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Epicurean Delight: The Life and Times of James Beard Paperback – October 1, 1992

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Product Details

  • Paperback: 384 pages
  • Publisher: Touchstone; Reprint edition (October 1, 1992)
  • Language: English
  • ISBN-10: 0671750267
  • ISBN-13: 978-0671750268
  • Product Dimensions: 0.9 x 6 x 9.1 inches
  • Shipping Weight: 1.3 pounds (View shipping rates and policies)
  • Average Customer Review: 3.5 out of 5 stars  See all reviews (2 customer reviews)
  • Amazon Best Sellers Rank: #585,565 in Books (See Top 100 in Books)

Editorial Reviews

From Publishers Weekly

Anyone who secretly wishes that Swann's Way included Proust's recipe for madeleines will savor this biography of the late dean of American cooking. Jones, who with Judith Jones, his wife and Beard's editor, coauthored The Book of Bread , puts passion into the subject of food, describing the fare Beard (1903-1985) created or consumed during his decades-long career as consultant, teacher and cookbook author. He lards the book with recipes as well as anecdotes featuring a who's who of tastemakers. Jones prefers not to explore the issues that led failed actor Beard, at one point so grossly overweight that he got stuck in a hotel shower, to complain repeatedly that "I've never loved anyone" and, at the end of his life, to moan, "I'm not famous enough." Nor does Jones draw any conclusions from the reservations expressed here by many interviewees--including Beard's friends--about his lucrative endorsements of commercial products (e.g., Green Giant corn) or his willingness to take credit for other people's ideas. On the other hand, Jones's research is copious, his knowledge of the professional foodie circuit unimpeachable and his flair for social history utterly beguiling. Photos not seen by PW.
Copyright 1990 Reed Business Information, Inc. --This text refers to the Hardcover edition.

From Library Journal

In this biography, Jones gives us the ingredients that went into the creation of one of the great 20th-century American chefs. Beard grew up in Portland, Oregon, but aspired to be an actor and moved to New York. Difficulty in maintaining steady acting employment led Beard to start a catering business for the New York theatrical elite. The rest is culinary history. Beard's early recipes, many of which are included in this text, were adaptations of those used by his British-born mother and her Chinese chef in her residential hotel business. Jones provides further context by discussing the influences of late 19th-century American Western pioneer culture, Welsh-English, European, and Oriental cooking and hospitality traditions, and post-Depression-era New York City high society on Beard's life and career. While at times interesting, this biography will most likely appeal only to die-hard fans of Beard's cookbooks.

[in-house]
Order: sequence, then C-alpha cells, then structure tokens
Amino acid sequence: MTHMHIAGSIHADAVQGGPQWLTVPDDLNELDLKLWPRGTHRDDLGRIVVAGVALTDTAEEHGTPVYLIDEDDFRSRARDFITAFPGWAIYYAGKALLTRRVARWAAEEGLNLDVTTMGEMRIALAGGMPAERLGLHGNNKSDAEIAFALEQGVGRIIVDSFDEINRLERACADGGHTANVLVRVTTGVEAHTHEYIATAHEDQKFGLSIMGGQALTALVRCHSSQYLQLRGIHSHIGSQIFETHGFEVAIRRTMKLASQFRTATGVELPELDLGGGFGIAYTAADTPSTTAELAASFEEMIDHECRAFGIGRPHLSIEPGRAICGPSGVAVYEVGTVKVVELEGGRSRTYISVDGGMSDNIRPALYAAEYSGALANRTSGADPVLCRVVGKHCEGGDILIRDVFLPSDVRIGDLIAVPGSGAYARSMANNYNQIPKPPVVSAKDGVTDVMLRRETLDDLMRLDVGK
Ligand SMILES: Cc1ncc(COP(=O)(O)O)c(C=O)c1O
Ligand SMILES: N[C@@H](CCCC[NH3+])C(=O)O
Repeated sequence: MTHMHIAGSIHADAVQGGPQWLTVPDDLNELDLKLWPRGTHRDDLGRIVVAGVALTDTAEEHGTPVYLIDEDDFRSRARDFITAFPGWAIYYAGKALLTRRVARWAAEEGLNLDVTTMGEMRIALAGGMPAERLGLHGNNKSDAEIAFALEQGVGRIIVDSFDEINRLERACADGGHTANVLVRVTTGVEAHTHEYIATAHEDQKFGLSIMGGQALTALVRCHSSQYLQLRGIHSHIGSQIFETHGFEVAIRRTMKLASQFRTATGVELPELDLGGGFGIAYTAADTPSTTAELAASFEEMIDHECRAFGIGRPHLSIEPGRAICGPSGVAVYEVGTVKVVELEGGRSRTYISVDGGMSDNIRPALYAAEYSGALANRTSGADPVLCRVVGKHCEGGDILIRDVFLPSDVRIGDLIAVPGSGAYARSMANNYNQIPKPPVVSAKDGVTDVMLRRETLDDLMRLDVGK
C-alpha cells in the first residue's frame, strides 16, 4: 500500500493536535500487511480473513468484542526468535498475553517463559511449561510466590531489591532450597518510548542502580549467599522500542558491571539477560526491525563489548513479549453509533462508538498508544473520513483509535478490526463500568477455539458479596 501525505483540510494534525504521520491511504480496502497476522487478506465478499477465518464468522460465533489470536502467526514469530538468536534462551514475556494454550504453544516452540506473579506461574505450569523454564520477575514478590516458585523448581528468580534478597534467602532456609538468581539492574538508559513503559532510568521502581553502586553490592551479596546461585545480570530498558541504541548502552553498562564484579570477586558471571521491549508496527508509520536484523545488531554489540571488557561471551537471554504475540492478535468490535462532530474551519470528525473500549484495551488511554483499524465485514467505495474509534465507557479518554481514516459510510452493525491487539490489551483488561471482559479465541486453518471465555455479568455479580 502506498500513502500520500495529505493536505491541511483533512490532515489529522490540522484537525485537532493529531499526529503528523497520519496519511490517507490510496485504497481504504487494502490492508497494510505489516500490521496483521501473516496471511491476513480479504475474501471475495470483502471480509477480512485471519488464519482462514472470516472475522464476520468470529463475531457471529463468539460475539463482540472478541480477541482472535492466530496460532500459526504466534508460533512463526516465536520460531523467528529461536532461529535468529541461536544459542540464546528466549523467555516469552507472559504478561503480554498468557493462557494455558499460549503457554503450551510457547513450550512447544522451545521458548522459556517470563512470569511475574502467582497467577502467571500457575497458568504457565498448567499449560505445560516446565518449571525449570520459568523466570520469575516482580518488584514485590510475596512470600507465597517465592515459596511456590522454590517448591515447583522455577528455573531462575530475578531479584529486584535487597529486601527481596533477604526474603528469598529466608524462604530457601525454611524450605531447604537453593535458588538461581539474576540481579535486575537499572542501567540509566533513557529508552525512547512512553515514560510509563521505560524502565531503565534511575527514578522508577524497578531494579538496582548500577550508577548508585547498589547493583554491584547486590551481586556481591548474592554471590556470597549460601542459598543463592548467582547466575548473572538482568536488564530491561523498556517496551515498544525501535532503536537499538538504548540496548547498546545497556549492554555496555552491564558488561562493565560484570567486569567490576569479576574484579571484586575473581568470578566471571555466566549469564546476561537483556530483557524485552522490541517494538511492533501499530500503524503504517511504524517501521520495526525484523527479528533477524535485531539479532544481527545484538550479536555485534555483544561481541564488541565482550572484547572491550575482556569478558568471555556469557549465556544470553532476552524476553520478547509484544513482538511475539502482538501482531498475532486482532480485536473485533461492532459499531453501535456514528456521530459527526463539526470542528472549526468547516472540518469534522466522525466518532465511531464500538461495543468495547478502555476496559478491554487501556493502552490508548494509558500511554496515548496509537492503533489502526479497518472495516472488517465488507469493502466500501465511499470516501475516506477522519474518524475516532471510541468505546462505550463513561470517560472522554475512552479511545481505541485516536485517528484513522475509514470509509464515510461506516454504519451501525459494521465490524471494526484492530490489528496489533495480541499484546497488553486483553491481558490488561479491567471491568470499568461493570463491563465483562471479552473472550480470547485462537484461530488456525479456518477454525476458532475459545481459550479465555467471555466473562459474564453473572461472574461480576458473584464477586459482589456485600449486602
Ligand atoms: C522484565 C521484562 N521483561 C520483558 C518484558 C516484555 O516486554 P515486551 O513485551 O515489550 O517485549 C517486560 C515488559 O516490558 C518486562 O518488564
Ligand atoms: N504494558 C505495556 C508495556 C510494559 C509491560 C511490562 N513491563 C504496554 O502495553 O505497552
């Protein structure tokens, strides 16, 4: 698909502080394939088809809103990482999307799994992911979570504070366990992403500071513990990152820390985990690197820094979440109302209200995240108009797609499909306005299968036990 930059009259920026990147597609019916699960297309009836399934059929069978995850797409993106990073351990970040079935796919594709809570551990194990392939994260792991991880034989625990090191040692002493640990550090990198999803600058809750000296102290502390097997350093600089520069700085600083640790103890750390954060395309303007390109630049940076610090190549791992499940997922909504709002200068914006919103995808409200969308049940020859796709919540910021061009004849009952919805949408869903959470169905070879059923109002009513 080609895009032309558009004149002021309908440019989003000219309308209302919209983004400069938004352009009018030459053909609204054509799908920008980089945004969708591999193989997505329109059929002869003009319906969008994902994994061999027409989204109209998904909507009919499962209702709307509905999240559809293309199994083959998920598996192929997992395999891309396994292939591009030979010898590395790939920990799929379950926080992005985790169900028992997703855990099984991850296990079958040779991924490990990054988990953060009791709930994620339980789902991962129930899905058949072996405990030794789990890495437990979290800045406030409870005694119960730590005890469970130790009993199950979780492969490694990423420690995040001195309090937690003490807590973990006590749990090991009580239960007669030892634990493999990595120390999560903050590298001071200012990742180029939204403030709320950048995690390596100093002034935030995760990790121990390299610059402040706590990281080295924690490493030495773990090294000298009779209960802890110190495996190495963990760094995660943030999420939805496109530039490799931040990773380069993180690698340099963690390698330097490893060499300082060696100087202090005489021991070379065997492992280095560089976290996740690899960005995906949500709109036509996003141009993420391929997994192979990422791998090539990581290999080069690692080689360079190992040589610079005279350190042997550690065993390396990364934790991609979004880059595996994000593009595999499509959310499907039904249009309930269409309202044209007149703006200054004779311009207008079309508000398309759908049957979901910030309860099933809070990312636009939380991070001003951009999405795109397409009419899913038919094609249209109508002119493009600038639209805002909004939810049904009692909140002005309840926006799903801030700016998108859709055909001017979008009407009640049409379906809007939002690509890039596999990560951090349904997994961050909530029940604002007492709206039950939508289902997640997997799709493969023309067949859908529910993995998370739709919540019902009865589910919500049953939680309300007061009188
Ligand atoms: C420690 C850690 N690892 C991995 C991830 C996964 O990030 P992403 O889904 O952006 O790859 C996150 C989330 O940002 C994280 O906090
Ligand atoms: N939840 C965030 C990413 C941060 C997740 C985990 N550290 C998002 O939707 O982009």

-Ann E. Cohen, Rochester P.L., N.Y.
Copyright 1990 Reed Business Information, Inc. --This text refers to the Hardcover edition.

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Most Helpful Customer Reviews

2 of 2 people found the following review helpful By Robert Scott Ewing on April 7, 2014
Format: Paperback
Food in the United States, after World War II, was most influenced by three people; Julia Child, Craig Clairborne and James Beard. This book gives a up-close and in-depth look into the life of one of the food worlds most interesting people, written by someone, Evan Jones, who actually knew James Beard for almost the last two decades of Beards life. Also, Jones wife, Judith Jones, was the book editor for most of the cook books written by James Beard from the early 1970's until his death.

Excellent reading for anyone seeking more knowledge into the life of James Beard and others who shaped the food landscape of American eating.
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6 of 8 people found the following review helpful By northkona on February 26, 2010
Format: Hardcover Verified Purchase
In The New Yorker's marvelous compendium of food writing, Endless Feasts, there are two superior articles about James Beard, by Jay Jacobs. Those are much more fun to read than this book. One of the problems with Epicurean Delights is it mentions lots and lots of people that simply arent that well known unless you were in the restaurant business 30 years ago, in New York. That gets dull after awhile. After every section, there are several pages of Beard's recipes, none of which I found alluring. While Beard was undoubtedly at the forefront of the American food revolution, whatever trends he established have long been run over by later chefs, notably Alice Waters and the fresh-food enthusiasts. The end of the book gets a little gossipy in an unhelpful way, too. The author is listed as Evan Jones, but it was actually written by him and his wife, who was Julia Child's editor for Mastering the Art of French Cooking. You can tell, reading the book, that there are two writers at work, and one of them is better than the other. I'm going to get Beard's autobiography Delights and Prejudices and see what he has to say for himself.
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